Towards THz spintronics: Generation and transport of subpicosecond spin current pulses
The origin of ultrafast demagnetisation has been a mystery for a long time. I proposed an approach based on spin dependent electron superdiffusion. A number of experimental works have confirmed the importance and the amplitude of superdiffusive spin transport for ultrafast magnetisation dynamics. In particular the spin superdiffusion model predicted the transfer of magnetisation in the non-magnetic substrate and the possibility of increasing the magnetisation: both phenomena were experimentally confirmed.
The discovery of the possibility of, not only manipulating the magnetisation in the sub-picosecond regime, but of transporting it is a critical step forward, since it proves the possibility of constructing all the components of ultrafast spintronics: a huge improvement compared to merely ultrafast storage, the only electronics application that an ultrafast, but purely local, manipulation of magnetisation could have achieved. However, in order to achieve this goal, all the basic electronics elements, like diodes and transistors, have to be redeveloped. The very same wiring needs to be redesigned. The ultrashort spin currents propagate poorly in metals, due to the high number of scatterings. Semiconductors are much better candidates, but that requires the ultrashort spin pulses to be injected in them from the ferromagnetic metal where they are generated. However, it is well known that the injection of spin from a ferromagnet into semiconductor is a formidable challenge facing a series of seemingly insurmountable obstacles, chiefly the problem of impedance mismatch.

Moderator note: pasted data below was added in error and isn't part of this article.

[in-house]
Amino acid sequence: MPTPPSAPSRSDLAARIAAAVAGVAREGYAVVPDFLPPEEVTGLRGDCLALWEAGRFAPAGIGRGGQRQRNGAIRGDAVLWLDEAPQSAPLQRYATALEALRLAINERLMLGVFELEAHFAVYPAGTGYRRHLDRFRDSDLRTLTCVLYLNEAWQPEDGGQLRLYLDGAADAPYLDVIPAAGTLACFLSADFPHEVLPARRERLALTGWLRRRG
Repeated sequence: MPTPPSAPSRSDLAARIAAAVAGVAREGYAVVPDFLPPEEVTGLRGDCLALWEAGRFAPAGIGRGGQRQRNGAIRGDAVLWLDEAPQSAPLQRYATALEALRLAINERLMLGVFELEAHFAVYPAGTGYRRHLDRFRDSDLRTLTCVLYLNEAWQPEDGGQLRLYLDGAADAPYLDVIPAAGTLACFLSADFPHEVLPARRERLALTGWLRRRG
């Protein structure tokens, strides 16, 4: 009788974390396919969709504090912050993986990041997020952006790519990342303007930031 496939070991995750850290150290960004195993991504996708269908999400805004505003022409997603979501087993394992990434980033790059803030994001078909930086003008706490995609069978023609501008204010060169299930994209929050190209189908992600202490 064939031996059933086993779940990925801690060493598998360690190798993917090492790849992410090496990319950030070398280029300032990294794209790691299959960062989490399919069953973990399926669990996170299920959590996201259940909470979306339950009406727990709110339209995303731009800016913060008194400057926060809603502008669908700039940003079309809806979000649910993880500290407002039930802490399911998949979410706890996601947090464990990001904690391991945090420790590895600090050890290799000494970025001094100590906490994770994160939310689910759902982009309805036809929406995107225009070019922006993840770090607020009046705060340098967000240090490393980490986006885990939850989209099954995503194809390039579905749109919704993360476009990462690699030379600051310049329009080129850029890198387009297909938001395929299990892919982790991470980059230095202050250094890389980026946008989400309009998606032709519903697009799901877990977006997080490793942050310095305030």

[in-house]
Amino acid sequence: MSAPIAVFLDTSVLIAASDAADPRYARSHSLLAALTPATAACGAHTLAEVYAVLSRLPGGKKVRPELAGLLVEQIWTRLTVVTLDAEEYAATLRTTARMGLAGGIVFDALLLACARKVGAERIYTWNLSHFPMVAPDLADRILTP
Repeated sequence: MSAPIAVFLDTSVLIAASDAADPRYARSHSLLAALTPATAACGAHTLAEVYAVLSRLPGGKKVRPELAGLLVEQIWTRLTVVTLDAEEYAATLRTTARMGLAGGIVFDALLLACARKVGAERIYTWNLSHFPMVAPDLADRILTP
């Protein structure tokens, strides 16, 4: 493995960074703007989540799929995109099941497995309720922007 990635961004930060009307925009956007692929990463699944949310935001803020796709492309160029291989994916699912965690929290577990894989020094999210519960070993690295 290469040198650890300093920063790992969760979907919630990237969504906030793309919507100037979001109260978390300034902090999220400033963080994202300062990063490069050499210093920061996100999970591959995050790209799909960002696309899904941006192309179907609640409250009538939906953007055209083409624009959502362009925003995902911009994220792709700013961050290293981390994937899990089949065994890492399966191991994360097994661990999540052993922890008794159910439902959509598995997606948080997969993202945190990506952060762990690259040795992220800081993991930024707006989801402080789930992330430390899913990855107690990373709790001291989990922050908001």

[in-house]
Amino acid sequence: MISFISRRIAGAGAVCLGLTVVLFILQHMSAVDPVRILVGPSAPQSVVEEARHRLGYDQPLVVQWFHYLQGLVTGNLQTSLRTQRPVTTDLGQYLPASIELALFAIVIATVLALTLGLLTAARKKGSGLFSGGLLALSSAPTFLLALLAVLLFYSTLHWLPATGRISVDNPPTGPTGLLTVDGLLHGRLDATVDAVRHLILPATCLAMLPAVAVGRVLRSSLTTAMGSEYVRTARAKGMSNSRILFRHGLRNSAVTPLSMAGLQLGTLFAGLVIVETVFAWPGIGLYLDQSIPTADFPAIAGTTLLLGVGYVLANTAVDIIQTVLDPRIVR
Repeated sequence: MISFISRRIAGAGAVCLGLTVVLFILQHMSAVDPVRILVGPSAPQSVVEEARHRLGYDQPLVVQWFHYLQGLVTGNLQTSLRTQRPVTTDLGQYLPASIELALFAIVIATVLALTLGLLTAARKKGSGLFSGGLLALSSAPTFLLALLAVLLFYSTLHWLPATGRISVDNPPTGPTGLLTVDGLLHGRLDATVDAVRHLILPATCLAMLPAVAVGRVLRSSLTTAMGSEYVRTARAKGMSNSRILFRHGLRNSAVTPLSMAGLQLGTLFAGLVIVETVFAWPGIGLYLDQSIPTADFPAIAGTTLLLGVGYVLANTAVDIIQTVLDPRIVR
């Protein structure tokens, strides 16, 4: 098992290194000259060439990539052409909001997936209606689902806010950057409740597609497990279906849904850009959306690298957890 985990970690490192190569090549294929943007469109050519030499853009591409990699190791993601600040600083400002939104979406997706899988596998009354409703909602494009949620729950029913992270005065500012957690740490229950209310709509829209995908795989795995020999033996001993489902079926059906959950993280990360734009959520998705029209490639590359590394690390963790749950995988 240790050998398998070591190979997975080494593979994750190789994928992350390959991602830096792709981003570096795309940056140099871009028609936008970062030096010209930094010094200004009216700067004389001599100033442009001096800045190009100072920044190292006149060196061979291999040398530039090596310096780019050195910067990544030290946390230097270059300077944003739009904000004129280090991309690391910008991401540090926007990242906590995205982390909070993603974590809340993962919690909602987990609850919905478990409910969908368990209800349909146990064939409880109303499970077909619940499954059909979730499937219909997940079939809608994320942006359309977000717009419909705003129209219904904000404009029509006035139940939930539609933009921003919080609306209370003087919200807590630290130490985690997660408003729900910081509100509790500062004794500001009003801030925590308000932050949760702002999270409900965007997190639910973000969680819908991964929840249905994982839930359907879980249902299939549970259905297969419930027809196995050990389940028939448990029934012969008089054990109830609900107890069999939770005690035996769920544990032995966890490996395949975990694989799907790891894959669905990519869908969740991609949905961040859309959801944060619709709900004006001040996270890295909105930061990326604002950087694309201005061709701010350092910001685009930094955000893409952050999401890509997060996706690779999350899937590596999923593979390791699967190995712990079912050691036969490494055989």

We predict the possibility of injecting ultrashort (subpicosecond) spin current pulses from a ferromagnetic metallic layer undergoing ultrafast demagnetisation into a semiconducting substrate. After laser excitation, energetic carriers can overcome the semiconductor bandgap. We address the complex interplay of spin diffusion, the formation of high electric fields at the metal/semiconductor interface, and the concomitant thermalisation of the laser excited carriers by state-of-the-art numerical techniques. We show that spin currents pulses hundreds of femtoseconds long are injected in the semiconductor and present a record spin polarisation. Such current pulses have the possibility to become the carriers of information in future spintronics running at unprecedented frequencies above the THz regime.
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